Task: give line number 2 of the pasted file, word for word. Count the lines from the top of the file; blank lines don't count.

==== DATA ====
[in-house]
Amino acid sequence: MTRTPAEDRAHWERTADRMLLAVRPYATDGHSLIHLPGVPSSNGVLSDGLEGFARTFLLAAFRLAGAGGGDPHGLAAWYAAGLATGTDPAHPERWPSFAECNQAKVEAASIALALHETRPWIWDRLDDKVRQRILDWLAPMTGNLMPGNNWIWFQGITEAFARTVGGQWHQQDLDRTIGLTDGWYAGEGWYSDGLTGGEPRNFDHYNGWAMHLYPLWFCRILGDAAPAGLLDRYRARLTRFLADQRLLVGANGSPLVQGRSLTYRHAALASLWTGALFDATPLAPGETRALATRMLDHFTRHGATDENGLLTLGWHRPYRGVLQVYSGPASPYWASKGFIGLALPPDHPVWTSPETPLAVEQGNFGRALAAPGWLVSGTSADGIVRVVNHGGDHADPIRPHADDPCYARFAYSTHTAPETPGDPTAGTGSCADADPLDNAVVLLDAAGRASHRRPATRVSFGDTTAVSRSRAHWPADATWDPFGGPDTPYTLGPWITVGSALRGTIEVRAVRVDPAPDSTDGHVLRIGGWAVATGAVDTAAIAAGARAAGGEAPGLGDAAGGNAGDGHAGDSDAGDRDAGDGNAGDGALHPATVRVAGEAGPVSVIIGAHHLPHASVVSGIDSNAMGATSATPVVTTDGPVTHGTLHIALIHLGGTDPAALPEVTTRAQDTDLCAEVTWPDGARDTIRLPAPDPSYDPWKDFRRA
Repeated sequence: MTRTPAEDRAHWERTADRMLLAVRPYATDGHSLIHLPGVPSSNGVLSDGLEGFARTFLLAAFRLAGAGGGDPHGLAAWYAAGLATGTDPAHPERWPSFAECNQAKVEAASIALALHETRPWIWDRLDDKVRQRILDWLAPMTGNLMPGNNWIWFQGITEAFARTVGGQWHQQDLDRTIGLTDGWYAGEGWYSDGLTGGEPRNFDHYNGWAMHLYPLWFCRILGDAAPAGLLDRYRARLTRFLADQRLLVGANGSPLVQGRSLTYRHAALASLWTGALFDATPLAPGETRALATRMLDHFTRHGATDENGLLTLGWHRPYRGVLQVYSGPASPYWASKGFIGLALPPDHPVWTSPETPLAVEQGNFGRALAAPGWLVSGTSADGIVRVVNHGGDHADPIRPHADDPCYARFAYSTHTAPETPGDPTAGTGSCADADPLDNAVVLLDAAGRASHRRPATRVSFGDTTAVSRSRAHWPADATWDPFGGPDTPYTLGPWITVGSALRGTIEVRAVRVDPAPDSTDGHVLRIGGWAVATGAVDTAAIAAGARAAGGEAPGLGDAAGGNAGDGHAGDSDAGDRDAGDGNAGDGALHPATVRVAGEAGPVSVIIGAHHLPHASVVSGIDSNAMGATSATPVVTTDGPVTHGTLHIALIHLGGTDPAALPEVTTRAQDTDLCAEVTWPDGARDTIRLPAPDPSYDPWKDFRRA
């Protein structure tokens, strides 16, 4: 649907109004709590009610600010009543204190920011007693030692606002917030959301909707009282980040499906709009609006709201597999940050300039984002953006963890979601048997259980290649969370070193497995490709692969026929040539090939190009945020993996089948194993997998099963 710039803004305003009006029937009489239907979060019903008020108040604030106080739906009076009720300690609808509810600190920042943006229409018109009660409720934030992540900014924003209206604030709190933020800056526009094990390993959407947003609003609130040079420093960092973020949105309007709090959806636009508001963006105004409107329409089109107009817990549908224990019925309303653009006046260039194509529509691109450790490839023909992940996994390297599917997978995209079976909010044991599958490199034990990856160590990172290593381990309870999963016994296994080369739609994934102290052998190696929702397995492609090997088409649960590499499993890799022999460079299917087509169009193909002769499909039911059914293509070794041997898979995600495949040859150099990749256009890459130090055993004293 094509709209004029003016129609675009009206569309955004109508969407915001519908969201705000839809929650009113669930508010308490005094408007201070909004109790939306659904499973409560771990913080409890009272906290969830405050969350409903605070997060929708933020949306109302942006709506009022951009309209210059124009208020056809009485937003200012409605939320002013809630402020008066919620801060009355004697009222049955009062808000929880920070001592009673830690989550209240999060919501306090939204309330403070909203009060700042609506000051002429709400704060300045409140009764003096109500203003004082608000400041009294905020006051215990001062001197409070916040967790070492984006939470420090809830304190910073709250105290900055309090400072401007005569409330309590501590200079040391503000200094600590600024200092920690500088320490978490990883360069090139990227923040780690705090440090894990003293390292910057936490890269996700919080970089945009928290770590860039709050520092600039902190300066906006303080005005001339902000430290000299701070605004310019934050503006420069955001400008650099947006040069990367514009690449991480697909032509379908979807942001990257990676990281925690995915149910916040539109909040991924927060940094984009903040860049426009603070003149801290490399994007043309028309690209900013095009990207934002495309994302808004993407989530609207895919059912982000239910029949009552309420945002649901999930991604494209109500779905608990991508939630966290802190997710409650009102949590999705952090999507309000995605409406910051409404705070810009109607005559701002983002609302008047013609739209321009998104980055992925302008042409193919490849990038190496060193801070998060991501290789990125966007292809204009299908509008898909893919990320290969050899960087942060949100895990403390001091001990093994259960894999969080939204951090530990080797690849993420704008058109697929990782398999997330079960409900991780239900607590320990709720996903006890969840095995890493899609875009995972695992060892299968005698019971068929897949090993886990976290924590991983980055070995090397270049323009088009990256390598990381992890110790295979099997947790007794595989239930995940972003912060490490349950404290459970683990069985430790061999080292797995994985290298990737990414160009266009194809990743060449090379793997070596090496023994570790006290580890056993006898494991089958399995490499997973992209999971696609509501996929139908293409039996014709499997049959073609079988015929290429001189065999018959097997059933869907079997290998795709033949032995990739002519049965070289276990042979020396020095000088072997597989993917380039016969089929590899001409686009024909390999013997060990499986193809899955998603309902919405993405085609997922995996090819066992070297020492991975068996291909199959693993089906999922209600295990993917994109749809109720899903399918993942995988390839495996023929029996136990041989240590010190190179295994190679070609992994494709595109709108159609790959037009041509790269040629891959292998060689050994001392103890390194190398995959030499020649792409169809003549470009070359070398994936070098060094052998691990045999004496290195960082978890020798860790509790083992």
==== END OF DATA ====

Amino acid sequence: MTRTPAEDRAHWERTADRMLLAVRPYATDGHSLIHLPGVPSSNGVLSDGLEGFARTFLLAAFRLAGAGGGDPHGLAAWYAAGLATGTDPAHPERWPSFAECNQAKVEAASIALALHETRPWIWDRLDDKVRQRILDWLAPMTGNLMPGNNWIWFQGITEAFARTVGGQWHQQDLDRTIGLTDGWYAGEGWYSDGLTGGEPRNFDHYNGWAMHLYPLWFCRILGDAAPAGLLDRYRARLTRFLADQRLLVGANGSPLVQGRSLTYRHAALASLWTGALFDATPLAPGETRALATRMLDHFTRHGATDENGLLTLGWHRPYRGVLQVYSGPASPYWASKGFIGLALPPDHPVWTSPETPLAVEQGNFGRALAAPGWLVSGTSADGIVRVVNHGGDHADPIRPHADDPCYARFAYSTHTAPETPGDPTAGTGSCADADPLDNAVVLLDAAGRASHRRPATRVSFGDTTAVSRSRAHWPADATWDPFGGPDTPYTLGPWITVGSALRGTIEVRAVRVDPAPDSTDGHVLRIGGWAVATGAVDTAAIAAGARAAGGEAPGLGDAAGGNAGDGHAGDSDAGDRDAGDGNAGDGALHPATVRVAGEAGPVSVIIGAHHLPHASVVSGIDSNAMGATSATPVVTTDGPVTHGTLHIALIHLGGTDPAALPEVTTRAQDTDLCAEVTWPDGARDTIRLPAPDPSYDPWKDFRRA